Authors+Show Affiliations

Departamento de Producción Animal, Universidad de León, 24071 León, Spain.No affiliation info availableNo affiliation info availableNo affiliation info availableNo affiliation info available

Pub Type(s)

Journal Article
Research Support, Non-U.S. Gov't

Language

eng

PubMed ID

19465498

Citation

Ramos, S, et al. "Microbial Protein Synthesis, Ruminal Digestion, Microbial Populations, and Nitrogen Balance in Sheep Fed Diets Varying in Forage-to-concentrate Ratio and Type of Forage." Journal of Animal Science, vol. 87, no. 9, 2009, pp. 2924-34.
Ramos S, Tejido ML, Martínez ME, et al. Microbial protein synthesis, ruminal digestion, microbial populations, and nitrogen balance in sheep fed diets varying in forage-to-concentrate ratio and type of forage. J Anim Sci. 2009;87(9):2924-34.
Ramos, S., Tejido, M. L., Martínez, M. E., Ranilla, M. J., & Carro, M. D. (2009). Microbial protein synthesis, ruminal digestion, microbial populations, and nitrogen balance in sheep fed diets varying in forage-to-concentrate ratio and type of forage. Journal of Animal Science, 87(9), 2924-34. https://doi.org/10.2527/jas.2009-1938
Ramos S, et al. Microbial Protein Synthesis, Ruminal Digestion, Microbial Populations, and Nitrogen Balance in Sheep Fed Diets Varying in Forage-to-concentrate Ratio and Type of Forage. J Anim Sci. 2009;87(9):2924-34. PubMed PMID: 19465498.
* Article titles in AMA citation format should be in sentence-case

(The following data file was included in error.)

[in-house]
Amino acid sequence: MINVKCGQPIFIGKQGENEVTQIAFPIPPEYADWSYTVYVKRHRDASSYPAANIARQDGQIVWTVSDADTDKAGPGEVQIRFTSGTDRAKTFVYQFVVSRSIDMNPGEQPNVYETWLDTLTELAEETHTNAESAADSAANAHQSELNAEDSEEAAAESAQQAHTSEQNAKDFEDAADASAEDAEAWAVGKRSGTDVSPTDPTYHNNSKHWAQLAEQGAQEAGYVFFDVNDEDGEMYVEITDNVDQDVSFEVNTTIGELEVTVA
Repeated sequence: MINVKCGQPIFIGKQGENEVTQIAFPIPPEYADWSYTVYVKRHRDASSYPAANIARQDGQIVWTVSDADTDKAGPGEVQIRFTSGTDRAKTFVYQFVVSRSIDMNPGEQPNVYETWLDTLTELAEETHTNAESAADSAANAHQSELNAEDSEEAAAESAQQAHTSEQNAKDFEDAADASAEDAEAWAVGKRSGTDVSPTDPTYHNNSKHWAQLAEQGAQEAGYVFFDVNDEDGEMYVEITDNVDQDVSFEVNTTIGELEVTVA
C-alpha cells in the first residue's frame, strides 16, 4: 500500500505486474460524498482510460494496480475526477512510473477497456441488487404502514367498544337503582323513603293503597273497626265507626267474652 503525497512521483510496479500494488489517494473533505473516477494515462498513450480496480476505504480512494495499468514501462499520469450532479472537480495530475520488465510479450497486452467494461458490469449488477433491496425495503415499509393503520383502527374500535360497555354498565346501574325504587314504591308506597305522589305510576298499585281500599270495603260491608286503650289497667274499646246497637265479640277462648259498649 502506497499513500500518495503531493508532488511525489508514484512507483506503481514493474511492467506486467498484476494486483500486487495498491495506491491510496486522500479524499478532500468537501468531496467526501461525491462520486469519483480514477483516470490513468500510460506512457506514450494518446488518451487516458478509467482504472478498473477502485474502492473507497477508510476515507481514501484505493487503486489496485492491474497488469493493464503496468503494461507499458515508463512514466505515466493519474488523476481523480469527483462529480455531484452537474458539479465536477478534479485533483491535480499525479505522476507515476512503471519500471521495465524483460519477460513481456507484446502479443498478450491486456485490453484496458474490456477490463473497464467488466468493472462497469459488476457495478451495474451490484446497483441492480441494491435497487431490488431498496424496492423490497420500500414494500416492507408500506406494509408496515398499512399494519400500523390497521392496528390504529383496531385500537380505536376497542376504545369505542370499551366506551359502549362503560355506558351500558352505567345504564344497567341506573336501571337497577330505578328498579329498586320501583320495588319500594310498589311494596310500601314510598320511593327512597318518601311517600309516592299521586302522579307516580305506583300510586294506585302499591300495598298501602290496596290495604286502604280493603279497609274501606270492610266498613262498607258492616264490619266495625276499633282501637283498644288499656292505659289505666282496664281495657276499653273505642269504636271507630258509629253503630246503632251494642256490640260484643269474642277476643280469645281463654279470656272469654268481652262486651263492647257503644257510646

TY - JOUR T1 - Microbial protein synthesis, ruminal digestion, microbial populations, and nitrogen balance in sheep fed diets varying in forage-to-concentrate ratio and type of forage. AU - Ramos,S, AU - Tejido,M L, AU - Martínez,M E, AU - Ranilla,M J, AU - Carro,M D, Y1 - 2009/05/22/ PY - 2009/5/26/entrez PY - 2009/5/26/pubmed PY - 2009/12/16/medline SP - 2924 EP - 34 JF - Journal of animal science JO - J. Anim. Sci. VL - 87 IS - 9 N2 - Six ruminally and duodenally cannulated sheep were used in a partially replicated 4 x 4 Latin square to evaluate the effects of 4 diets on microbial synthesis, microbial populations, and ruminal digestion. The experimental diets had forage to concentrate ratios (F:C; DM basis) of 70:30 (HF) or 30:70 (HC) with alfalfa hay (A) or grass hay (G) as forage and were designated as HFA, HCA, HFG, and HCG. The concentrate was based on barley, gluten feed, wheat middlings, soybean meal, palmkern meal, wheat, corn, and mineral-vitamin premix in the proportions of 22, 20, 20, 13, 12, 5, 5, and 3%, respectively (as-is basis). Sheep were fed the diets at a daily rate of 56 g/kg of BW(0.75) to minimize feed selection. High-concentrate diets resulted in greater (P < 0.001) total tract apparent OM digestibility compared with HF diets, but no differences were detected in NDF digestibility. Ruminal digestibility of OM, NDF, and ADF was decreased by increasing the proportion of concentrate, but no differences between forages were detected. Compared with sheep fed HF diets, sheep receiving HC diets had less ruminal pH values and acetate proportions, but greater butyrate proportions. No differences among diets were detected in numbers of cellulolytic bacteria, but protozoa numbers were less (P = 0.004) and total bacteria numbers tended (P = 0.08) to be less for HC diets. Carboxymethylcellulase, xylanase, and amylase activities were greater for HC compared with HF diets, with A diets showing greater (P = 0.008) carboxymethylcellulase activities than G diets. Retained N ranged from 28.7 to 37.9% of N intake and was not affected by F:C (P = 0.62) or the type of forage (P = 0.31). Microbial N synthesis and its efficiency was greater (P < 0.001) for HC diets compared with HF diets. The results indicate that concentrates with low cereal content can be included in the diet of sheep up to 70% of the diet without detrimental effects on ruminal activity, microbial synthesis efficiency, and N losses. SN - 1525-3163 UR - https://www.unboundmedicine.com/medline/citation/19465498/Microbial_protein_synthesis_ruminal_digestion_microbial_populations_and_nitrogen_balance_in_sheep_fed_diets_varying_in_forage_to_concentrate_ratio_and_type_of_forage_ L2 - https://academic.oup.com/jas/article-lookup/doi/10.2527/jas.2009-1938 DB - PRIME DP - Unbound Medicine ER -